Read the complete story from The Associated Press.


SE Mo. judge rules hunting regs on dogs, vehicles unconstitutional
DONIPHAN, Mo. -- A group of local hunters have won their first legal battle in an attempt to change conservation regulations. In a judgment signed on Aug. 5 by Circuit Judge Robert Smith, three code regulations, specifically pertaining to the use of dogs and motor land conveyances in respect to hunting deer, have been ruled too vague to be enforceable and therefore unconstitutional, the Doniphan Prospect-News reported.

Read the complete story from Southeast Missourian.


Rock star Nugent fined for baiting deer on TV show
Rock star and gun rights advocate Ted Nugent was fined $1,750 Friday in Yuba County Superior Court after pleading no contest to a charge of baiting deer on his hunting show "Spirit of the Wild." Yuba City attorney Jack Kopp, representing Theodore Anthony Nugent, entered the plea to Department of Fish and Game charges of baiting deer and not having a deer tag "countersigned" at the closest possible location, said Deputy District Attorney John Vacek.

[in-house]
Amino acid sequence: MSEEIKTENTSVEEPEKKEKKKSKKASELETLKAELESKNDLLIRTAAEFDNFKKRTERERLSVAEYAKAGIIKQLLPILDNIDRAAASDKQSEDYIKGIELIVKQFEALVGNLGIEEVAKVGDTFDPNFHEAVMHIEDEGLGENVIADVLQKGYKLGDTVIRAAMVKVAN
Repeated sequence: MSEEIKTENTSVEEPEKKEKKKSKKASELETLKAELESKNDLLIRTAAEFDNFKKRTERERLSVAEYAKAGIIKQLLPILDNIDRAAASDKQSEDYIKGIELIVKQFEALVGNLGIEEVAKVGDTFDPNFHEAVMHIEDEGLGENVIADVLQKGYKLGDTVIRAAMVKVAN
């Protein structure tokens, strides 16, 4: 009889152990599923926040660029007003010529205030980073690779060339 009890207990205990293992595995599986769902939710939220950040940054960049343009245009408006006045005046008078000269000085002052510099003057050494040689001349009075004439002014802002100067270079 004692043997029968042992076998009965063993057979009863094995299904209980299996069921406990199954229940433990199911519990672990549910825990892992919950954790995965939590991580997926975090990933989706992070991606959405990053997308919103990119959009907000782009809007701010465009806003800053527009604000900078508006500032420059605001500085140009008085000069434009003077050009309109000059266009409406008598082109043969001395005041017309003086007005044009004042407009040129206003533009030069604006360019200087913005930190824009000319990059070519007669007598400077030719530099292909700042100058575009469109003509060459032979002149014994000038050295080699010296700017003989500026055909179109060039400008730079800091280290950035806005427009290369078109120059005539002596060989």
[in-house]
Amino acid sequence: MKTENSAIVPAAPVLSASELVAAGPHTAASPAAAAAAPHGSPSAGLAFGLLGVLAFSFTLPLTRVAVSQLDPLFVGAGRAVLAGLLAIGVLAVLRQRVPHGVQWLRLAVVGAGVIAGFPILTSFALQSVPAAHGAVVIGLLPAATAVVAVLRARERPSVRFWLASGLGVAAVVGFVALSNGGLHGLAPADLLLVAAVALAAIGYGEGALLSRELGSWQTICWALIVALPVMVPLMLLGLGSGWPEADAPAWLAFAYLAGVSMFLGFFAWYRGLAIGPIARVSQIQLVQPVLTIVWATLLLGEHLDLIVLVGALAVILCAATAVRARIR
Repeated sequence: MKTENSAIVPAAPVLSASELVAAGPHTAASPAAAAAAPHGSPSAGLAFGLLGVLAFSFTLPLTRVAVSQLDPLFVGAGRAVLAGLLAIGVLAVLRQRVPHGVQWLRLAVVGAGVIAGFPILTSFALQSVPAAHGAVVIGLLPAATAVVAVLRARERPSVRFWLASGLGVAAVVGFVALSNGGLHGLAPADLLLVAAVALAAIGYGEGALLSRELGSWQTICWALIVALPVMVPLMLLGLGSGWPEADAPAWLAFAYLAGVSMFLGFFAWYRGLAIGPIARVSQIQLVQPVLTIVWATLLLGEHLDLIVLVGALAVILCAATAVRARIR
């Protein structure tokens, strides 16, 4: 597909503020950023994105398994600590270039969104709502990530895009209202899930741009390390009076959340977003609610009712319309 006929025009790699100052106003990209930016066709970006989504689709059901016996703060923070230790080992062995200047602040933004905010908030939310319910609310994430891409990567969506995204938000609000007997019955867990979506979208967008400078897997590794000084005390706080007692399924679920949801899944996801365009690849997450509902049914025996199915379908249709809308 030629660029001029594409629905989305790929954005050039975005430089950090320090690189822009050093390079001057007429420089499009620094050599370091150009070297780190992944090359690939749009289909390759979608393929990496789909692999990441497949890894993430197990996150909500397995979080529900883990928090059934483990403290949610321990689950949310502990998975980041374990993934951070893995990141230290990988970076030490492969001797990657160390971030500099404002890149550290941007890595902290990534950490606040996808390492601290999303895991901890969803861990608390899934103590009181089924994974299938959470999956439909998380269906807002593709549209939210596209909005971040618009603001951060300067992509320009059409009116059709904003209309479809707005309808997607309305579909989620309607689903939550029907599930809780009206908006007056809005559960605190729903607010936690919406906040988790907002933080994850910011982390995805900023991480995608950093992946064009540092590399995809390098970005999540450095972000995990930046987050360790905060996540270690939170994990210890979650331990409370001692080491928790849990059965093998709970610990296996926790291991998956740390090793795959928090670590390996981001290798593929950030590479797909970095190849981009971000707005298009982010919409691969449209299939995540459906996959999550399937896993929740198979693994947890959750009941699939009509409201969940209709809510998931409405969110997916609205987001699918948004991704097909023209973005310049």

Read the complete story from appealdemocrat.com.


'CSI' for seafood: Gulf fish gets safety tests
WASHINGTON -- Fish, shrimp and other catches from the Gulf of Mexico are being ground up to hunt for minute traces of oil in what's considered unprecedented safety testing - sort of a "CSI" for seafood that's far more reassuring than the sniff test that made all the headlines.
Read the complete story from The Associated Press.


La. shrimpers reporting clean 1st day catch
GRAND ISLE, La. -- Commercial shrimpers out for the first season since BP's disastrous spill indicated their catch was plentiful and free of oil, despite a report by scientists that much of the crude remains below the surface of the Gulf. Fishermen spent much of the summer mopping up oil but got back to work as the fall shrimping season in Louisiana's coastal waters opened Monday amid anxiety over whether the catch will be tainted by crude and whether anyone will buy it even if it is clean.

Read the complete story from The Associated Press.